I’m a Stephen King lifer—one of those fans who’d buy his grocery list if he published it.
As a kid around 13, I remember reading Cujo. I remember throwing the book across the room and crying from anger. I had never felt such rage or sadness over anything. Stephen King has always had a way of tapping into a reader’s emotions, no matter how active or latent they may be.
Unfortunately, with Gerald’s Game, I felt bored most of the time—a rare feeling when reading a King novel.
A few scenes caused me to squirm, or tempted me to skip a few pages. But those particular scenes revolved around the description of child molestation. And King continued to go back to the image. Also, the story’s last act is disjointed from the rest of the novel. It felt like he was padding word count, which ended up weighing so much on the novel, that the balloon of tension popped.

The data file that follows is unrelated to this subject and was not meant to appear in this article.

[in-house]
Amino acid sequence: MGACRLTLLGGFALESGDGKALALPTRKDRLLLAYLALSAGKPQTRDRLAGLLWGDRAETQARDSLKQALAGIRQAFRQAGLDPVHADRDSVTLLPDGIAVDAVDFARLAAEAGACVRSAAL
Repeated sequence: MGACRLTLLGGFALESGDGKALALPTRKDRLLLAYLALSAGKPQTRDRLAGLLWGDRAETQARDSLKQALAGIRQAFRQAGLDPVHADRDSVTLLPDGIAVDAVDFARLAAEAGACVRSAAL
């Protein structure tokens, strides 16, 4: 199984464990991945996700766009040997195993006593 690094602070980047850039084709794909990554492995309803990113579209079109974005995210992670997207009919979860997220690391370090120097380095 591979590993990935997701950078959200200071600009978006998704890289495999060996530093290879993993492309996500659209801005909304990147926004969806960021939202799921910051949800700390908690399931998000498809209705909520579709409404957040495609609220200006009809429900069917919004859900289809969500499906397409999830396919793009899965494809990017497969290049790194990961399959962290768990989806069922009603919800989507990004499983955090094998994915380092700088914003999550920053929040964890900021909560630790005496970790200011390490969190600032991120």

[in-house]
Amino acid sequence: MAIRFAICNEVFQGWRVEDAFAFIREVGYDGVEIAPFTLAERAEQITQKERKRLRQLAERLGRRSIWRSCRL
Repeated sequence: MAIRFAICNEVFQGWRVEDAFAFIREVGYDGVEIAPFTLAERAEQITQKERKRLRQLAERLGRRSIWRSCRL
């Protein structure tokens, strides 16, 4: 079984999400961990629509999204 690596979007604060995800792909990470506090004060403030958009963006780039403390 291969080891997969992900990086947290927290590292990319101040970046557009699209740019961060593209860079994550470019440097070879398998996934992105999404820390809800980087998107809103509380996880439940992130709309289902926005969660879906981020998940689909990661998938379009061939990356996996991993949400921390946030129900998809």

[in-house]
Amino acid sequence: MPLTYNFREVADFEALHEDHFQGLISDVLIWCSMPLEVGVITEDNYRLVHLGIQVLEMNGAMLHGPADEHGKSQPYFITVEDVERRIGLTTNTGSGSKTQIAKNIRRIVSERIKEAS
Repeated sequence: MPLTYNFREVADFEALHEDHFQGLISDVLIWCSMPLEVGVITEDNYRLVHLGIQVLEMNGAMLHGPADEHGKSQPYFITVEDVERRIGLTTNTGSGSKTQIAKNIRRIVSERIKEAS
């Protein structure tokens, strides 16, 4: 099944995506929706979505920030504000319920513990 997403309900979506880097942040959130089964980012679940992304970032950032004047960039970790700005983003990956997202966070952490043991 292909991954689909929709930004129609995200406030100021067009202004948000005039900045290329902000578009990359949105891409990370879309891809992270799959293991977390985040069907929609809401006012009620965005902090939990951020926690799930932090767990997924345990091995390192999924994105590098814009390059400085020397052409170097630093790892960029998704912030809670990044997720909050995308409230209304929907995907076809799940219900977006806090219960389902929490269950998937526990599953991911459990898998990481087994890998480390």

Had King written Gerald’s Game as a short story or novella, I believe it would contain authentic, heart-pounding thrill. But the tediousness of the story made the reader feel as if they were handcuffed to a bed.
New to Stephen King books?
If you’ve never read King before, start with one of his earlier novels: Carrie, The Shining, The Stand, Cujo, Salem’s Lot. Save Gerald’s Game for the seasoned King fans.
Click HERE to read or listen to Gerald’s Game.